Ms. Sarmiento’s $3,000 monthly rent was due Thursday, but she has only half the money she needs to pay it. “I have to tell my landlord that I am unable to pay,” she said. “I’m afraid he’s going to tell me I have to move out. That’s really scary.”
Ms. Sarmiento hopes to return to work at the Hyatt this fall and at Oracle Park next season. But she worries about her prospects if those jobs don’t return.
“I feel hopeless,” she said. “Some of the only jobs I can find are in warehouses. I’m 60 years old and I don’t know if I can lift big, heavy stuff anymore. My body is getting weak.”
The September data carried particularly grim news about the pandemic’s impact on women. Initial job losses were concentrated among employers with heavily female work forces, like the hospitality and retail industries. While employment in those businesses has begun to bounce back, many women have been unable to return to work because they are disproportionately shouldering the burden of having children home from school.
The number of women working fell by 143,000 in September, and the share of women working or actively looking for work — a measure known as the labor force participation rate — dropped to 55.6 percent from 56.1 percent. Apart from April and May 2020, that is the lowest reading for women’s labor force participation since 1987.
Economists worry that the unexpected pause in their careers could prove to be a long-term setback for many women.
“We know that women leaving the work force to care for children for a while has lasting effects on their earnings, their seniority and their climb up the ladder,” said Julia Pollak, a labor economist with the career site ZipRecruiter. “Career interruptions have a huge effect.”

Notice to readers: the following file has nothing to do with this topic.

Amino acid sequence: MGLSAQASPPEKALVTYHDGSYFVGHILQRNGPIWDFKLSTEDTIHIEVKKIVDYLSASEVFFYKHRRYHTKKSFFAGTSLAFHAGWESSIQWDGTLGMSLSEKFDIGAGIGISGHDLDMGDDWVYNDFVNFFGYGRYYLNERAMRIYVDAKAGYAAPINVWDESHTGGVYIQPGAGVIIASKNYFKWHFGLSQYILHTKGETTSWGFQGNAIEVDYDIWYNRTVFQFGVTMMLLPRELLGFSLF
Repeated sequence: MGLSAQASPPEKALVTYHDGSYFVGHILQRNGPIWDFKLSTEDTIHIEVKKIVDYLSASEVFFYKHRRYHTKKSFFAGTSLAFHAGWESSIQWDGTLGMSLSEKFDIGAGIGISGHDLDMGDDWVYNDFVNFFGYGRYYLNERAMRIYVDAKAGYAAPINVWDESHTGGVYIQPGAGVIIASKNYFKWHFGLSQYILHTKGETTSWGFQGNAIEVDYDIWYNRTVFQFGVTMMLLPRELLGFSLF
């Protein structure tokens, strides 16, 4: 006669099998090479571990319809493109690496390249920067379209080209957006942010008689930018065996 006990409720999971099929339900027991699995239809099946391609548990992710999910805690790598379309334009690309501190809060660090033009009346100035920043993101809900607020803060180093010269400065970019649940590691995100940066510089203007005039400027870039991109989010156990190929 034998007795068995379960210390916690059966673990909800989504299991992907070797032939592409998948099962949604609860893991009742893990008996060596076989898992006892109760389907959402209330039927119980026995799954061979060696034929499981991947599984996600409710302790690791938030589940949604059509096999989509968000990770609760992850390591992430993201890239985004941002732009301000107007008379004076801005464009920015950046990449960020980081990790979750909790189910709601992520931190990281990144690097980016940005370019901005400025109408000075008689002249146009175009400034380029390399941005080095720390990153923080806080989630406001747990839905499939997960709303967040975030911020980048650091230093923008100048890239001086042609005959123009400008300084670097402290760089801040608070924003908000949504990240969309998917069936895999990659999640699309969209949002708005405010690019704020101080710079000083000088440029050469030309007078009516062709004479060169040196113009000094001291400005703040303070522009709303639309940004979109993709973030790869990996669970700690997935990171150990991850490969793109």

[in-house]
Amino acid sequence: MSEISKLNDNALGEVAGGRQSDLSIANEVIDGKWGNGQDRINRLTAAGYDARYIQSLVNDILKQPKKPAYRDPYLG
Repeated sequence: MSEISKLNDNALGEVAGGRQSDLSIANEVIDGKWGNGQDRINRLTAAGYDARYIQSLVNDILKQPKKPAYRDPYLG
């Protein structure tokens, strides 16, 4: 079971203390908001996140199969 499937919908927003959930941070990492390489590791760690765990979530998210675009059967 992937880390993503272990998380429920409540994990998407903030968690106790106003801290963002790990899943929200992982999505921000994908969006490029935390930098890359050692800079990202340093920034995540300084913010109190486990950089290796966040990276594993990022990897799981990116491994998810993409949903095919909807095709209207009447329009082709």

When schools and child care centers closed in March, Darsheen Sargent began bringing her 11-year-old daughter with her to her job as a home health aide in the Seattle area. During the day, she juggled two jobs at the same time — caring for her client, and running into the other room to help her daughter adjust to online schooling.
But Ms. Sargent, 48, grew increasingly concerned about the risk she posed to herself, her daughter, and her client by continuing to go to work each day. And she found balancing work and child care too much to handle. In mid-April, she decided to take a leave of absence from her job.
But the relief she felt at being able to focus purely on her daughter’s needs was quickly replaced by anxiety over keeping up with her bills now that she was no longer working. She has had to borrow money from friends to pay her rent, utilities and car payment.
As soon as schools and child care centers reopen, she plans to return to work. But she has no idea how long that will take.
“As a single parent, I’m the sole provider for my daughter, and I’m just doing the best I can to manage,” she said.
Jeanna Smialek, Alan Rappeport and Emily Cochrane contributed reporting.